navy in those seas, and of affording effectual assistance to the land forces. That application was not unsuccessful; and, toward the middle of August, the agreeable information was received of the approach of a powerful French fleet to the American coast.

Early in March, the Count de Grasse sailed from Brest with twenty-five ships-of-the-line, five of which were destined for the East, and twenty for the West Indies. After an indecisive encounter, in the straits of St. Lucie, with Sir Samuel Hood, whom Sir George Rodney, the British admiral in the West Indies, had detached to intercept him, Count de Grasse formed a junction with the ships of his sovereign on that station, and had a fleet superior to that of the British in the West Indies. De Grasse gave the Americans notice that he would visit their coast in the month of August, and take his station in Chesapeake bay ; but that his continuance there could only be of short duration. This despatch at once determined General Washington's resolution with respect to the main point of attack; and, as it was necessary that the projected operation should be accomplished within a very limited time, prompt decision and indefatigable exertion were indispensable. Though it was now finally resolved that Virginia should be the grand scene of action, yet it was prudent to conceal to the last moment this determination from Sir Henry Clinton, and still to maintain the appearance of threatening New York.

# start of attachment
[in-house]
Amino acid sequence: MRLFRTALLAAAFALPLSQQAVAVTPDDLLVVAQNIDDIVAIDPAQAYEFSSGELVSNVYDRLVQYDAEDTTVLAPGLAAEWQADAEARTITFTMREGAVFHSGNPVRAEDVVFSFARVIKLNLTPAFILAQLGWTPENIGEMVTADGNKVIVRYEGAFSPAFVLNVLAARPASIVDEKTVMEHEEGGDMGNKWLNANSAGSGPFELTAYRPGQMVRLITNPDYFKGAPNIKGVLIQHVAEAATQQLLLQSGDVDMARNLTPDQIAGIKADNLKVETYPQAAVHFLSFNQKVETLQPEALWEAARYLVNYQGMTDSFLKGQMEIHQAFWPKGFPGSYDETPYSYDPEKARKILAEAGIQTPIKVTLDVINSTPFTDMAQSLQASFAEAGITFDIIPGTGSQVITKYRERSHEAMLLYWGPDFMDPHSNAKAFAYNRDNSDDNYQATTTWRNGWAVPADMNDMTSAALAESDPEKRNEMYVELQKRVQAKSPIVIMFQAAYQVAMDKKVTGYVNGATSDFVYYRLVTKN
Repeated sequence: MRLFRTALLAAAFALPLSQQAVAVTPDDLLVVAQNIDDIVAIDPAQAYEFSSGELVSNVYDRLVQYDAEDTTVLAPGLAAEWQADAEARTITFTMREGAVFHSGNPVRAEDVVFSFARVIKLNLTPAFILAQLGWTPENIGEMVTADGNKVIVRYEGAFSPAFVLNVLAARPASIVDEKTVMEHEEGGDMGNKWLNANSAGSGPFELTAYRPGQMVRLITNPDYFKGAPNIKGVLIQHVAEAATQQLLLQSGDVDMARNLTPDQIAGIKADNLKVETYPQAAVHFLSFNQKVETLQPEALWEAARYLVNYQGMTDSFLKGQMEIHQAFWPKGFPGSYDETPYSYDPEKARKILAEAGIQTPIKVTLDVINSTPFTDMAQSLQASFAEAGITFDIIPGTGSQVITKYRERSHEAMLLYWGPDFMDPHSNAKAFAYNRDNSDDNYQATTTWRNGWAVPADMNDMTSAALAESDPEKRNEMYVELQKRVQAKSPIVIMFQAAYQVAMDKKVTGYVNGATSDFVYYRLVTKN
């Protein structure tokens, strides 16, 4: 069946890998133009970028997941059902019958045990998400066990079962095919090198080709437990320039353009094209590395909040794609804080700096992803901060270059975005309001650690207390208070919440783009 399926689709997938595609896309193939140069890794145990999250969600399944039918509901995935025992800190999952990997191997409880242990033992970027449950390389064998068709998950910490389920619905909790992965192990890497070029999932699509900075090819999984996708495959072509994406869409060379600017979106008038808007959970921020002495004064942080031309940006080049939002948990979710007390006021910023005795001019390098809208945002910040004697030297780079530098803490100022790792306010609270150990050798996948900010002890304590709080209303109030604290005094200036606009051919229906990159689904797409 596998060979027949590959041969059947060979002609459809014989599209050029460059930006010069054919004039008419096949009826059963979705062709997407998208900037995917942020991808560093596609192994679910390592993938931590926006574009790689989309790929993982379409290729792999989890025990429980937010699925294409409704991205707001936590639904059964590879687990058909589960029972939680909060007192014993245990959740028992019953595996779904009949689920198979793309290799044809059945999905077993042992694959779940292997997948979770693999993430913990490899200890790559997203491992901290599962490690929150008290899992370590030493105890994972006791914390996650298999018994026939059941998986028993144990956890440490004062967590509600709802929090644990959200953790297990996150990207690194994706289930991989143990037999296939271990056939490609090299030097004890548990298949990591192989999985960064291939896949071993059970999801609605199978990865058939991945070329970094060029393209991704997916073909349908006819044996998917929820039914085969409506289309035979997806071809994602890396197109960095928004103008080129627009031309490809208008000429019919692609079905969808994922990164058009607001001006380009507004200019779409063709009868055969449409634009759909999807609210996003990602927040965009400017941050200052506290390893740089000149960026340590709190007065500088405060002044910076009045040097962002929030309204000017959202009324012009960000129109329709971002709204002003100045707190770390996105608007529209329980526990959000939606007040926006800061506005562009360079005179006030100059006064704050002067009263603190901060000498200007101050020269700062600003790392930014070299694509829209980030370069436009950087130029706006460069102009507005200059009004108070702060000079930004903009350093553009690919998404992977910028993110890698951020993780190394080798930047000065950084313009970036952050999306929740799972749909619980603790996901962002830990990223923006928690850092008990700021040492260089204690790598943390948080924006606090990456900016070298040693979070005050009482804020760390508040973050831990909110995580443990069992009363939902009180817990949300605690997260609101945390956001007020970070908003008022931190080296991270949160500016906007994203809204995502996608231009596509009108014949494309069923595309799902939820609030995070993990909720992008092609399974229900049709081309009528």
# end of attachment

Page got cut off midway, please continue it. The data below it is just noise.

The defence of the strong posts on the Hudson or North river was intrusted to General Heath, who was instructed to protect the adjacent country as far as he was able; and for that purpose a respectable force was put under his command. Every preparation of which circumstances admitted was made to facilitate the march to the south ward. General Washington was to take the command of the expedition, and to employ in it all the French troops, and a strong detachment of the American army.

On the 19th of August, a considerable corps was ordered to cross the Hudson at Dobb's ferry, and to take a position between Springfield and Chatham, where they were directed to cover some bakehouses, which it was rumored were to be immediately constructed in the vicinity of those places, in order to encoužage the belief that there the troops intended to establish a permanent post. On the

Oth and 21st the main body of the Americans passed the river at King's ferry ; but the French made a longer circuit, and did not complete the passage till the 25th. Desirous of concealing his object as long as possible, General Washington continued his march some time in such a direction as still to keep up the appearance of threatening New York. When concealment was no longer practicable, he marched southward with the utmost celerity. His movements had been of such a doubtful nature, that Sir Henry Clinton, it is said, was not convinced of his real destination till he crossed the Delaware,